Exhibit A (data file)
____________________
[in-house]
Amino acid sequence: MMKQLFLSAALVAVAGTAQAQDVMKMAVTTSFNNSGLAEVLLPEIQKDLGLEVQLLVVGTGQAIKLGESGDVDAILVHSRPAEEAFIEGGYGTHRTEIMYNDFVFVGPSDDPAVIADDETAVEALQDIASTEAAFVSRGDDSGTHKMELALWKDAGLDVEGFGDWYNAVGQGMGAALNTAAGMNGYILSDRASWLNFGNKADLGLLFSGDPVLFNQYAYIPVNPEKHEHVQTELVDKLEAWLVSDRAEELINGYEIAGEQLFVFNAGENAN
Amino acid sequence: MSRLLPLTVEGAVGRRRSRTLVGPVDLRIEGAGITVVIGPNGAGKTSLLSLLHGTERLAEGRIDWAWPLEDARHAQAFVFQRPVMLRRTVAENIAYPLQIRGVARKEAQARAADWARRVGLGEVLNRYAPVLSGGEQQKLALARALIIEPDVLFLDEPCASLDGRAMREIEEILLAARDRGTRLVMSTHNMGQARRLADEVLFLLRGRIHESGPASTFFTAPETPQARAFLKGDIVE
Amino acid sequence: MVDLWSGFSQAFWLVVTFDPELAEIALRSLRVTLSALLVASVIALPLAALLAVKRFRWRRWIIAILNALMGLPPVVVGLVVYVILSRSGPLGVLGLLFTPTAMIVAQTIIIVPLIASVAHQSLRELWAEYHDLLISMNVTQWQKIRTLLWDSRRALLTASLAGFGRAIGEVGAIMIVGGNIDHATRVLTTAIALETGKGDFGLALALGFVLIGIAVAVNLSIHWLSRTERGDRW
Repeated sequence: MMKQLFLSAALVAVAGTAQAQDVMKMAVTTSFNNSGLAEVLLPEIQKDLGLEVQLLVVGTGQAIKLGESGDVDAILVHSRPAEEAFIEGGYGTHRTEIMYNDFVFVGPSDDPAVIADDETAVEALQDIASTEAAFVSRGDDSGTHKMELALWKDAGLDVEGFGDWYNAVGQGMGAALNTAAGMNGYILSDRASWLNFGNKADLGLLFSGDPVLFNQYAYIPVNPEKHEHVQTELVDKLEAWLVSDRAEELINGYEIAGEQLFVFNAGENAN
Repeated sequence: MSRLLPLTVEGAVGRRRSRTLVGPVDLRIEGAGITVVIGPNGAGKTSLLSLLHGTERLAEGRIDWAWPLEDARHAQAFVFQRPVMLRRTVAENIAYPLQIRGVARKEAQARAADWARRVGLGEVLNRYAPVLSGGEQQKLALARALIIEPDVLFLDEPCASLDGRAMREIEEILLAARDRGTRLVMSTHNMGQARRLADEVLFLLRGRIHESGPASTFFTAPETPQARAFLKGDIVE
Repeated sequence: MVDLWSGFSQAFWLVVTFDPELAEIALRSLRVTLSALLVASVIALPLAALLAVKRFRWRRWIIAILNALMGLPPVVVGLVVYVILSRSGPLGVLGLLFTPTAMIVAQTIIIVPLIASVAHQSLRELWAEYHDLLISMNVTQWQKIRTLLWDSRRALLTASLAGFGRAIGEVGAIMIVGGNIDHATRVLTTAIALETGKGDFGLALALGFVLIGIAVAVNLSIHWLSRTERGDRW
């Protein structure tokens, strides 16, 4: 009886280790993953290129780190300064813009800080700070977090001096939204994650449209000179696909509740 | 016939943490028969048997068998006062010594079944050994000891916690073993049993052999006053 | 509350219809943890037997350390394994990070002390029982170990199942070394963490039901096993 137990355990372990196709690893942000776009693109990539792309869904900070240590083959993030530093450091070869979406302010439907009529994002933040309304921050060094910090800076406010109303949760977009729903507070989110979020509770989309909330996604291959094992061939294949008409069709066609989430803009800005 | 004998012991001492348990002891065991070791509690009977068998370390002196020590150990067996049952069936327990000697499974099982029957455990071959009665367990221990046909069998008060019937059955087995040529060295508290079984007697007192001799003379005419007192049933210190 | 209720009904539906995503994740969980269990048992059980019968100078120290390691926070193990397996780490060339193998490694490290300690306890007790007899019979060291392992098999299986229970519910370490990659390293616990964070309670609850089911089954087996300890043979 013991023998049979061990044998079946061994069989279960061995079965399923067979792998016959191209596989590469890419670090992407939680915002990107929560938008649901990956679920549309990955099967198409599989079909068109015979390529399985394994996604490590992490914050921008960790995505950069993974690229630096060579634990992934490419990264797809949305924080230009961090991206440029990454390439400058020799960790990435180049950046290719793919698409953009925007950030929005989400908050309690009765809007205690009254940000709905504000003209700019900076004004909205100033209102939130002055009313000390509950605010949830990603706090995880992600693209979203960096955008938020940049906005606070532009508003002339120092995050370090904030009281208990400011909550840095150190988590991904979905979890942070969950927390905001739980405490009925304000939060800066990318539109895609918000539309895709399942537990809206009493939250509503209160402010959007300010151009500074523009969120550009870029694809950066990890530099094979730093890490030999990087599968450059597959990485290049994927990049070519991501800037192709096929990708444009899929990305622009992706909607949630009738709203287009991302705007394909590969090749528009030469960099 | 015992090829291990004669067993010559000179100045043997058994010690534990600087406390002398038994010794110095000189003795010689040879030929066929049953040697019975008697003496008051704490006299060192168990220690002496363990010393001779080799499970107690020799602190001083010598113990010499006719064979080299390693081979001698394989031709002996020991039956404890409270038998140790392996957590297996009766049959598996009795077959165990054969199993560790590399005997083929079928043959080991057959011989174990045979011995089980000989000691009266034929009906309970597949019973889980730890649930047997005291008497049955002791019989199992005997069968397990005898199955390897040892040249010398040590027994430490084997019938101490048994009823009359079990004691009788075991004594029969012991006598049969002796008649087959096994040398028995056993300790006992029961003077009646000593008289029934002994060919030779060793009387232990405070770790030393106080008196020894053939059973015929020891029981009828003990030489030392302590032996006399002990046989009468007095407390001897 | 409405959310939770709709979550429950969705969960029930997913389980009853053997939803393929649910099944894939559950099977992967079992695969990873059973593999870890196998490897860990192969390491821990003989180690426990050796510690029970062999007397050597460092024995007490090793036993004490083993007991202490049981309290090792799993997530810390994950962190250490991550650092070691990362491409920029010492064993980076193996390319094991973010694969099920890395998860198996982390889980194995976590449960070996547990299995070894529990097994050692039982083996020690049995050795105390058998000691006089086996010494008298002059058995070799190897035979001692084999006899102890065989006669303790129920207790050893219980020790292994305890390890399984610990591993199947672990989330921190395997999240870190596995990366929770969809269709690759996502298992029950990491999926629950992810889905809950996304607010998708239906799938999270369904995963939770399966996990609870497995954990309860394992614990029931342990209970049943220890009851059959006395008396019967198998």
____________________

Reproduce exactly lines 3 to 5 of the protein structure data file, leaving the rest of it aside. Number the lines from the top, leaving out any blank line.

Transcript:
Amino acid sequence: MSRLLPLTVEGAVGRRRSRTLVGPVDLRIEGAGITVVIGPNGAGKTSLLSLLHGTERLAEGRIDWAWPLEDARHAQAFVFQRPVMLRRTVAENIAYPLQIRGVARKEAQARAADWARRVGLGEVLNRYAPVLSGGEQQKLALARALIIEPDVLFLDEPCASLDGRAMREIEEILLAARDRGTRLVMSTHNMGQARRLADEVLFLLRGRIHESGPASTFFTAPETPQARAFLKGDIVE
Amino acid sequence: MVDLWSGFSQAFWLVVTFDPELAEIALRSLRVTLSALLVASVIALPLAALLAVKRFRWRRWIIAILNALMGLPPVVVGLVVYVILSRSGPLGVLGLLFTPTAMIVAQTIIIVPLIASVAHQSLRELWAEYHDLLISMNVTQWQKIRTLLWDSRRALLTASLAGFGRAIGEVGAIMIVGGNIDHATRVLTTAIALETGKGDFGLALALGFVLIGIAVAVNLSIHWLSRTERGDRW
Repeated sequence: MMKQLFLSAALVAVAGTAQAQDVMKMAVTTSFNNSGLAEVLLPEIQKDLGLEVQLLVVGTGQAIKLGESGDVDAILVHSRPAEEAFIEGGYGTHRTEIMYNDFVFVGPSDDPAVIADDETAVEALQDIASTEAAFVSRGDDSGTHKMELALWKDAGLDVEGFGDWYNAVGQGMGAALNTAAGMNGYILSDRASWLNFGNKADLGLLFSGDPVLFNQYAYIPVNPEKHEHVQTELVDKLEAWLVSDRAEELINGYEIAGEQLFVFNAGENAN